Jikan wrote:Hi Yeshe,
I'm familiar with just what you're describing there. In the Chenresig sadhana practiced at Sakya Monastery in Seattle, there's a moment where everyone blesses their malas in that way.
The use of the nenju as a percussion instrument in Tendai is a bit different from that, though. It would be easier if I posted a video to show it, but the idea is to hold the nenju in both hands, then scrape one hand against the other in a back and forth motion (crick-a-crick-a-CRICK!). This sound signals it's time to pick up the practice text and start reciting in some contexts, or time to bow, or time to do *something*. Only the leader does it.
I had once harbored an aspiration to make a practice mala out of (Bali? Thai?) silver disc beads I'd found online. The price of silver has gone up astronomically so it won't happen in this lifetime, but I think those would have a nice sparkly sound to them. The extent of my commitments in Tibetan Vajrayana is guru yoga these days, so I'm not accumulating mantra any longer, and so I'm not wearing out mala threads so much as I had been...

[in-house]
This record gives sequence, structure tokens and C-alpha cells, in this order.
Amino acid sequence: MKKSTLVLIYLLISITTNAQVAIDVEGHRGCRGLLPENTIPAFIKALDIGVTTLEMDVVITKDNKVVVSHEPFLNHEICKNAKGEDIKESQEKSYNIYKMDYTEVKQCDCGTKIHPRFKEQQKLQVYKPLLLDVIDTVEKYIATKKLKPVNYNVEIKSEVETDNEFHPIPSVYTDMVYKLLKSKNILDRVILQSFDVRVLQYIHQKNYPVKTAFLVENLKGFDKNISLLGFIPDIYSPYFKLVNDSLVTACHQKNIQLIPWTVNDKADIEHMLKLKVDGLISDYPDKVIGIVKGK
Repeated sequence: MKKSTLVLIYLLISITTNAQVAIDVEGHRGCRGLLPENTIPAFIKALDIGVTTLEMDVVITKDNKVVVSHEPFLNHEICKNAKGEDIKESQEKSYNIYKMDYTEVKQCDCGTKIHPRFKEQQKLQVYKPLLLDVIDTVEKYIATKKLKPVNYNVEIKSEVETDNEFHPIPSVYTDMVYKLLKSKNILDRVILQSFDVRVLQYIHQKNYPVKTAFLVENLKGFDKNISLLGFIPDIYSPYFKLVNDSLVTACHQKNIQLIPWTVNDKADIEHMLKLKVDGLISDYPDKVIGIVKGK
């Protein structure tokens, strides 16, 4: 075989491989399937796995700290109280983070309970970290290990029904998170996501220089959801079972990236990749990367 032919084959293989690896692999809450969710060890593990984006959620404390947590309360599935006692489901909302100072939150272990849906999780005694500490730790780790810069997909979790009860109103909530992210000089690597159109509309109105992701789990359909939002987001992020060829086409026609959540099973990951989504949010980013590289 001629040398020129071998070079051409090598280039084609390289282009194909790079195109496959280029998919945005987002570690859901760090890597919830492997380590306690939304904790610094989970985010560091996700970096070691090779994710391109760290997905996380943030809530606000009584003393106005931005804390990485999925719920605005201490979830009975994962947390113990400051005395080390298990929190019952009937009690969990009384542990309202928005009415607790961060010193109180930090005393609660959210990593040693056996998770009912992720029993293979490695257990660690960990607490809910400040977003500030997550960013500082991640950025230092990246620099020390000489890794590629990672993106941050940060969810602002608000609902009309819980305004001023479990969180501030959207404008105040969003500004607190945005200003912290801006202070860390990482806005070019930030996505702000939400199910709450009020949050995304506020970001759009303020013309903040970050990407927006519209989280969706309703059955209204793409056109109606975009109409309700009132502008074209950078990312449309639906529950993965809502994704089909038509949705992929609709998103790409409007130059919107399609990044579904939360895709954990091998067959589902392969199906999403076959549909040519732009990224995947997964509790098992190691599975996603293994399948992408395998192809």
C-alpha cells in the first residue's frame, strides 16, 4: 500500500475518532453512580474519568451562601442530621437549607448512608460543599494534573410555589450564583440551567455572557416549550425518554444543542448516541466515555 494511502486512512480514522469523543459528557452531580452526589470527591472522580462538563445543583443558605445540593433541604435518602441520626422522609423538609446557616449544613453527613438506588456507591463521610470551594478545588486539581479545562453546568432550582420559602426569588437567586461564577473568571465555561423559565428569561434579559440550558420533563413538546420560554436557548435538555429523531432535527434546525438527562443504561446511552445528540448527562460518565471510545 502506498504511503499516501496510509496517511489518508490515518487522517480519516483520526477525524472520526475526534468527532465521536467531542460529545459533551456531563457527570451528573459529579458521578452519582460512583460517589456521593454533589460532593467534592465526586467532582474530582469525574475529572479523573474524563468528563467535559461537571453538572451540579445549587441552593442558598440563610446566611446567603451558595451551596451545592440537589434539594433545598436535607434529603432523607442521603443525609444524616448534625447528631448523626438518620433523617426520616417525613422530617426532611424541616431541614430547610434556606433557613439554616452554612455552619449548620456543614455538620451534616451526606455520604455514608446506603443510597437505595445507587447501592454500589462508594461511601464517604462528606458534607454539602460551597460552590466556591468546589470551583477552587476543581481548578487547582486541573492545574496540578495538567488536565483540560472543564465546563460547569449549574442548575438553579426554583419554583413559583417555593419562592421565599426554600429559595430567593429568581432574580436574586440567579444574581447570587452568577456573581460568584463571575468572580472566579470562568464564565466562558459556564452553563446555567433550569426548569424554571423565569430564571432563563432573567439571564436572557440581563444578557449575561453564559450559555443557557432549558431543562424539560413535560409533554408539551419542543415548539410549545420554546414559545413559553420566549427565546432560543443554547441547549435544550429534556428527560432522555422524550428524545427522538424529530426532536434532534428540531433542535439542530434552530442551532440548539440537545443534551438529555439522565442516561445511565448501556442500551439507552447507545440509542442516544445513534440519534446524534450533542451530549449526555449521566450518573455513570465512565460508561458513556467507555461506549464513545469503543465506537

Ah, thanks for the explanation.
I have several malas of different stones, of bone and seed etc.
Yet when it came to Ngondro I used my Bodhiseed mala, which would seem to be easy to break or crumble. Weirdly, after several hundred thousand mantras it shows very few signs of wear aside from the thread stretching a little. I did thread it with 3 strong threads, though, before I started, and kept it well oiled.
A mala of hollow silver beads would be easy to use, but a solid one would be pretty heavy unless the beads were small.
I know of a guru who has a gold mala, but the less said about that the better.